"They're baloney," he said. "How can 38 percent of students be ready and 98 percent of the teachers rated effective? The problem is clear. We need real, fair, accurate teacher evaluations."
From Daily News (2015) - Cuomo responding to a NY Teacher who said that he represents his students.

“No, you don’t,” Cuomo said he told the person. “You represent the teachers. Teacher salaries, teacher pensions, teacher tenure, teacher vacation rights. I respect that. But don’t say you represent the students.”

From On the Issues  (2010)   Cuomo Doubles the Charter Cap

“New York must be the leader when it comes to education reform. This starts with the increasing the charter school cap from 200 to 460. But increasing the cap won't result in more charter schools if we too tightly restrict where they can be located or how they can be approved. We believe that public review and consultation are important--especially when charter schools will be co-located with traditional public schools--but this cannot become a poison pill that prevents opening new charter schools. As Governor, Andrew Cuomo will also oppose arbitrarily limiting the number of charter schools that can operate in a school district. And because SUNY has done a good job in approving and monitoring charter schools, we should continue to allow SUNY to have shared authority for approving charter schools with the Board of Regents. As a strong supporter of charter schools, Andrew Cuomo understands how important it is to retain high standards and strong accountability.”

Cuomo threatening schools that if they don’t adopt his punitive evaluation, he will withhold money in On the Issues  (2013)

“We started last year a teacher evaluation system, after years and years and years of dallying and opposition and lack of progress, we said last year we agreed on an evaluation system and then we said to the school districts across the state, we want you to adopt it, we want you to adopt it by the end of the year, and if you don't, you're not going to get the increase of 4% that we promised in the budget. Well my friends, the 4% agreement worked; 99% of the school districts have submitted a teacher evaluation test already ahead of the deadline, congratulations. We want to keep it going; more than 90% of the plans that have come in last only for one year. We want to keep in the model that in order to get the additional aid, you have to continue the evaluation process.”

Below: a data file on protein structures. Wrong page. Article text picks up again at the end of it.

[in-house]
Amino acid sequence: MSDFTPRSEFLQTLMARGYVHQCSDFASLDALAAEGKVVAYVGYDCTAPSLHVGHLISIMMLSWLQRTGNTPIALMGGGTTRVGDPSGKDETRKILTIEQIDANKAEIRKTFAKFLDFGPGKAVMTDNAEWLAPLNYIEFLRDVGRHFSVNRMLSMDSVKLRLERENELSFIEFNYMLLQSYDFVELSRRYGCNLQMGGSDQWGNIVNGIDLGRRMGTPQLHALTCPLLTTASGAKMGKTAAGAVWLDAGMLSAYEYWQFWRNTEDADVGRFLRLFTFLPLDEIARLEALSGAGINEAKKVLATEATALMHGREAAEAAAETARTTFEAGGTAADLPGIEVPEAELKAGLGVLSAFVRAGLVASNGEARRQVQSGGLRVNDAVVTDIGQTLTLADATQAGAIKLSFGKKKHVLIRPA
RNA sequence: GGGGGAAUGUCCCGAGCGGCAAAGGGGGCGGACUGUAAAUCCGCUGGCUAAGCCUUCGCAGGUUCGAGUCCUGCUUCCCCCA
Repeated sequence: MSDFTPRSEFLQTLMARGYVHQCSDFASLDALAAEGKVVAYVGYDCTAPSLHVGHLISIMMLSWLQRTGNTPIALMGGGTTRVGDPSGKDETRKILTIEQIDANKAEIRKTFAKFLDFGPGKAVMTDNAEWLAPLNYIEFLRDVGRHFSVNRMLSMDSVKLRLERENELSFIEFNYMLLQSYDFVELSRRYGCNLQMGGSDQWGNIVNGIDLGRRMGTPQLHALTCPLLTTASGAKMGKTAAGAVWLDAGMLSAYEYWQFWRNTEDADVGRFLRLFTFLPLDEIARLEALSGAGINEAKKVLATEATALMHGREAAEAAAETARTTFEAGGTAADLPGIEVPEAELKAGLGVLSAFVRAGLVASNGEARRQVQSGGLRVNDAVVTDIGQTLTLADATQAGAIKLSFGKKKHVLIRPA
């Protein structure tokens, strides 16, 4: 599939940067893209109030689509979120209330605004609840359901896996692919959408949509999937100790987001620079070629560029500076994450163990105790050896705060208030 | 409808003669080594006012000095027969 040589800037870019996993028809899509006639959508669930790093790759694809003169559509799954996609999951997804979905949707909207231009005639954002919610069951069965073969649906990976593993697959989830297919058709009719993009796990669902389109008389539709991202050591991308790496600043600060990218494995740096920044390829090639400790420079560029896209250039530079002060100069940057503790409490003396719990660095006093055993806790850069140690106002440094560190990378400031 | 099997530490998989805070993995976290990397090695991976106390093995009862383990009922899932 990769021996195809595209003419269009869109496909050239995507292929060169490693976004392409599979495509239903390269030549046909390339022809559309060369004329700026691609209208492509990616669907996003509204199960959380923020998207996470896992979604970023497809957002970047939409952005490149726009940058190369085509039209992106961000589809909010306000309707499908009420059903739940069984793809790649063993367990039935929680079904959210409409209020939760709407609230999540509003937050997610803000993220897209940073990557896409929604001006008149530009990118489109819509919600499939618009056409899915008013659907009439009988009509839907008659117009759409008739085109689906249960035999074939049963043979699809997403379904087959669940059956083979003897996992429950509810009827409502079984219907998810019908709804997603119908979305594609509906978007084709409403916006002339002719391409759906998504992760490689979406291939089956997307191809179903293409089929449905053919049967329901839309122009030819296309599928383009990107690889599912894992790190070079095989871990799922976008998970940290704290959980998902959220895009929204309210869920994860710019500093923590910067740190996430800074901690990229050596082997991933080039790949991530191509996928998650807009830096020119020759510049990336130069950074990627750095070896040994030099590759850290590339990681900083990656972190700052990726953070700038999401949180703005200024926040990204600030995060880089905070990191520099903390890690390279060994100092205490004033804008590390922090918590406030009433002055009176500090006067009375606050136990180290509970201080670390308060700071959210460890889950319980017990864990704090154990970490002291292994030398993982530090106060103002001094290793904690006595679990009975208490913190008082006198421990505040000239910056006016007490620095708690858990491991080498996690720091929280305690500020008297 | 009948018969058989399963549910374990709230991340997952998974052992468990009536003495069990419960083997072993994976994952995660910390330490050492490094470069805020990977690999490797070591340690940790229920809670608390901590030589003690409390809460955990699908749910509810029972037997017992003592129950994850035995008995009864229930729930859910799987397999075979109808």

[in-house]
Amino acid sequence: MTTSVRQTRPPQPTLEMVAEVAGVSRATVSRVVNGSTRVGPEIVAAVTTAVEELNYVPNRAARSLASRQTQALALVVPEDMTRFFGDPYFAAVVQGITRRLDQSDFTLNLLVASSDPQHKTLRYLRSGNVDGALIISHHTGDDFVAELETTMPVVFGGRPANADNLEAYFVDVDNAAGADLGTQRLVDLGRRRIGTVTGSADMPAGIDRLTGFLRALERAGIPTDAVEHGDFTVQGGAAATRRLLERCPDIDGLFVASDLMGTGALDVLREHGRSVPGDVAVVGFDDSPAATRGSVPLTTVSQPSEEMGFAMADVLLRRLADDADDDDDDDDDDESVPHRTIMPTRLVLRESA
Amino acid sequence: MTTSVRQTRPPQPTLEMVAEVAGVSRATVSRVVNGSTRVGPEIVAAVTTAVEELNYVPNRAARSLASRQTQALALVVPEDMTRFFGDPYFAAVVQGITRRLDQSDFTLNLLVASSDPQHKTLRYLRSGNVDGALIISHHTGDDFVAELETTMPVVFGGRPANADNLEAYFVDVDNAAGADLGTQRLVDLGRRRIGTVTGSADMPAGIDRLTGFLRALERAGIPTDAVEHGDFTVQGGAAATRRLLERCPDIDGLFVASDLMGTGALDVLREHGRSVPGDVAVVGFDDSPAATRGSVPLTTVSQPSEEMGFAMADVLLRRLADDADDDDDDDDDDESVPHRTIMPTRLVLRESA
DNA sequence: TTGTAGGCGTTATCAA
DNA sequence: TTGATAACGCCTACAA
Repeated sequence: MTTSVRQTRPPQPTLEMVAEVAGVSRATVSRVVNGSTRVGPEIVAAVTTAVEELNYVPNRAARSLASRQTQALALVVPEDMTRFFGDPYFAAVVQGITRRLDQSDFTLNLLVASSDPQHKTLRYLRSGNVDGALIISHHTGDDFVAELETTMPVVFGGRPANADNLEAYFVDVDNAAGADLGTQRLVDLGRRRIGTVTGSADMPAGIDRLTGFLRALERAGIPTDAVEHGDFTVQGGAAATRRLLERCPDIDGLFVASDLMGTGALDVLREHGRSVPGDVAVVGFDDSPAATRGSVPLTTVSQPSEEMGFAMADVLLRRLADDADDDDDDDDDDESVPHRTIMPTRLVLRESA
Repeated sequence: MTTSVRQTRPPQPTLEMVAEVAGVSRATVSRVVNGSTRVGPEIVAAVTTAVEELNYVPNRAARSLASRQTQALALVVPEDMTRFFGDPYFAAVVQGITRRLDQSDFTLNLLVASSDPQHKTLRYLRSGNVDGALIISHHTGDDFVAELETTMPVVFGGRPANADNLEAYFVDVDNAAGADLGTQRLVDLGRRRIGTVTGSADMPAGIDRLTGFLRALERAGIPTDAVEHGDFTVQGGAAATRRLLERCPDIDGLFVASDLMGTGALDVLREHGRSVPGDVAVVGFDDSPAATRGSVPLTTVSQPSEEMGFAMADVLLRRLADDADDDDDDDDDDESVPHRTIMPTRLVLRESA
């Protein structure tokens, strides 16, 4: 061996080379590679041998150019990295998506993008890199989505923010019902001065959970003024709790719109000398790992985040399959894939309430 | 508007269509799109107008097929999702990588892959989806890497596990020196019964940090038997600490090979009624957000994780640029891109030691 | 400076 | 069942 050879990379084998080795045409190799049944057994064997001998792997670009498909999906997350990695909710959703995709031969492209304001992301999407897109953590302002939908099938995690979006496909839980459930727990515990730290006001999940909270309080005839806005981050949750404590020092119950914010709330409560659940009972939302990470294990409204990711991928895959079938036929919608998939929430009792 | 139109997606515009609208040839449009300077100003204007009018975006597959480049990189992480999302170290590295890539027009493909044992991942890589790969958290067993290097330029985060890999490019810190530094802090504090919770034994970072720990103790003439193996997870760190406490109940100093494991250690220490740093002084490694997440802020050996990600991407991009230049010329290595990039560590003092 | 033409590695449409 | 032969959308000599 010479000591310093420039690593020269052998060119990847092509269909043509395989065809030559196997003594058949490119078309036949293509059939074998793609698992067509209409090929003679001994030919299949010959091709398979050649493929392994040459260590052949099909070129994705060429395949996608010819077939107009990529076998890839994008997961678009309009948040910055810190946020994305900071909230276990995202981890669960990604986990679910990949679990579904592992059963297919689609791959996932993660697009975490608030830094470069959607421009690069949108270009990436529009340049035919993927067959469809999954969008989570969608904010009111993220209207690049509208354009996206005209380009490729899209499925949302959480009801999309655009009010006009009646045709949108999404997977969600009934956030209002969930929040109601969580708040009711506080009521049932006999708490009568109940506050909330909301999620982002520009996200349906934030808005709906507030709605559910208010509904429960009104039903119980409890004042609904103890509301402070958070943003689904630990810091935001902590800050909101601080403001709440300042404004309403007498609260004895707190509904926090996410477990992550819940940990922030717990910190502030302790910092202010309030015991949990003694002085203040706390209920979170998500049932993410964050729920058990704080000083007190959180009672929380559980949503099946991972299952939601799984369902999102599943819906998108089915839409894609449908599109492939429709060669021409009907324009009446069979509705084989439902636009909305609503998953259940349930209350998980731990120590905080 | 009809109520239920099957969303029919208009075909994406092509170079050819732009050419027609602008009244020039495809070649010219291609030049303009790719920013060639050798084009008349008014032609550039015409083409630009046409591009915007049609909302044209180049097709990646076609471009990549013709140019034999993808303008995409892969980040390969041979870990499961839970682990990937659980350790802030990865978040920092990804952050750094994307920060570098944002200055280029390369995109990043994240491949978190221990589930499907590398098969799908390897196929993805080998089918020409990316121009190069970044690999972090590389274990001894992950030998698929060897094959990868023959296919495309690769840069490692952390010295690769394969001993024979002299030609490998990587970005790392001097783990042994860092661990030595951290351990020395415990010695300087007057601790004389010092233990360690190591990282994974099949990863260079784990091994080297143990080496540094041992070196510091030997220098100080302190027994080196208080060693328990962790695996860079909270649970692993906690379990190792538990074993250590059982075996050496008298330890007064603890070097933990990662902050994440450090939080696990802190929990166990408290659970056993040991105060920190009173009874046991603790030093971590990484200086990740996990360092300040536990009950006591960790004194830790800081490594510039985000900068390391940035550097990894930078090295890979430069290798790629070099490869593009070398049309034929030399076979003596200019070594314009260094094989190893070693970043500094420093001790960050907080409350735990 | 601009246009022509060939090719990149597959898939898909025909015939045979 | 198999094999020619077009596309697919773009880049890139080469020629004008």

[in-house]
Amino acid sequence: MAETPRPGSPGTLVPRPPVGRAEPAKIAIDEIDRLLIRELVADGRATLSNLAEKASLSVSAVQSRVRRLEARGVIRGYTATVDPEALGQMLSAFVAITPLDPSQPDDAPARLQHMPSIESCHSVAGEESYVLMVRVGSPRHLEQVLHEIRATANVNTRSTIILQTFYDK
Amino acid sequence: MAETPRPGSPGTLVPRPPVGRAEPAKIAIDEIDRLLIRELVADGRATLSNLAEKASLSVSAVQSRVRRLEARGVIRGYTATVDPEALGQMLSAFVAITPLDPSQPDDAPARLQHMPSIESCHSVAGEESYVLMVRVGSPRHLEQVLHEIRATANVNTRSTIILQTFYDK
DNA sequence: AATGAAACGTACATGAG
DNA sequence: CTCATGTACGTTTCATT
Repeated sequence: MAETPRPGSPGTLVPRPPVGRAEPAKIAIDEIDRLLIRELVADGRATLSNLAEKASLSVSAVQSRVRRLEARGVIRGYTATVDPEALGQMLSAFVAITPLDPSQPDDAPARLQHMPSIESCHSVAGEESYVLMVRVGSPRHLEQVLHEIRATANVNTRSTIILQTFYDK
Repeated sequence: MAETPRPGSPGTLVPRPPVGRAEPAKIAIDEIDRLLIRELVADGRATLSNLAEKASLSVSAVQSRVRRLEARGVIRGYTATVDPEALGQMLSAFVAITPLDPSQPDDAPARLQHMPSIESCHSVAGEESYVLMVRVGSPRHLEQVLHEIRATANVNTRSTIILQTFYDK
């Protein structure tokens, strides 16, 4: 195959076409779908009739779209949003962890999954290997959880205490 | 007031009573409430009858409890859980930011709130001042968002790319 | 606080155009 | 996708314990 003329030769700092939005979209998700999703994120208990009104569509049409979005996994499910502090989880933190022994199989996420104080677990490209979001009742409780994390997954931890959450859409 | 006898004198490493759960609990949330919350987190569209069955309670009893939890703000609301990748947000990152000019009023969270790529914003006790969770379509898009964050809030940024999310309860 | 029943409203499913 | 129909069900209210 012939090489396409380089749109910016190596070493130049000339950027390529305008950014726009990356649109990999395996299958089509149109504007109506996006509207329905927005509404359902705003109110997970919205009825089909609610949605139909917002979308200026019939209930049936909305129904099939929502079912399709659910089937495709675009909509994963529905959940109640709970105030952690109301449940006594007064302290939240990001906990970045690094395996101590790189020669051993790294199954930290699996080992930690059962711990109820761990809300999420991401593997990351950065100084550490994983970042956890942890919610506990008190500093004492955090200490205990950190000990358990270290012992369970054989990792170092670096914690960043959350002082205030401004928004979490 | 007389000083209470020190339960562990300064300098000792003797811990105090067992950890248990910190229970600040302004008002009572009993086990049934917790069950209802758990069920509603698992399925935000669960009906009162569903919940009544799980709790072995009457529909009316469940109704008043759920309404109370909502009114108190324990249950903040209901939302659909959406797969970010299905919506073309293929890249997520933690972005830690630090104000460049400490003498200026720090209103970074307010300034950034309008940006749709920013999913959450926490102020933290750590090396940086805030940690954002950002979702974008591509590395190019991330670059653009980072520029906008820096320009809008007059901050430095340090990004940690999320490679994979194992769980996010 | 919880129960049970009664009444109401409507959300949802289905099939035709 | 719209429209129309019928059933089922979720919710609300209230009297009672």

Cuomo on turning “failing schools” into charter schools in On the Issues  (2016)

“Let's transform every failing school in the state of New York into a community school. Our charter schools are public schools and serve some of our neediest students--more than 100,000 of them all across the state. Charters are an important option for parents in communities with failing schools and provide education laboratories. On average, charters are half the cost of public schools. They are an important component of our system and we continue to encourage their development in this budget.”

Cuomo is a supporter of choice programs, like Betsy DeVos.  On the Issues (2015)
“Proposals #49 & 50: Pass the $100 million Education Tax Credit for public and private scholarships to promote choice in education.”

Teachers remember this?

NYS Teachers, don’t fall for the Old Okeydoke .

In the coming weeks, Cuomo will  try to position himself  as our savior.  He has been, and will continue to be anything but a savior for teachers, children, and parents.  There is currently a bill in the Assembly to end using student test scores on teacher evaluations.  It is NOT a full repeal of this punitive system but here is my prediction:  The Senate will pass it, and Cuomo will support it. 

Here are the issues I have with the language in the Assembly bill on APPR (crediting Deborah Abramson Brooks)

"Notwithstanding any other provision of law, rule or regulation
4 to the contrary, the grades three through eight English language arts
5 and mathematics state assessments and all other state-created or admin-
6 istered tests shall not be required to be utilized in any manner to
7 determine a teacher or principal evaluation required by this section."

"shall not be required to be utilized in any manner" should be
"shall not be utilized in any manner." 

The current language leaves it open for districts to use tests and the other language would not allow that. The bill also does not include K-2 testing and needs to be in there.  

Keep in mind teachers, parents, students, and education advocates have been fighting for YEARS to get all of this overturned.  We have testified, made trips to Albany to meet with lawmakers, we have met with lawmakers in their home office, we have protested, we have opted our children out of testing, we have sent hundreds of thousands of emails, we have submitted input via NYSEDs ridiculous surveys - FOR YEARS and all we have heard is crickets.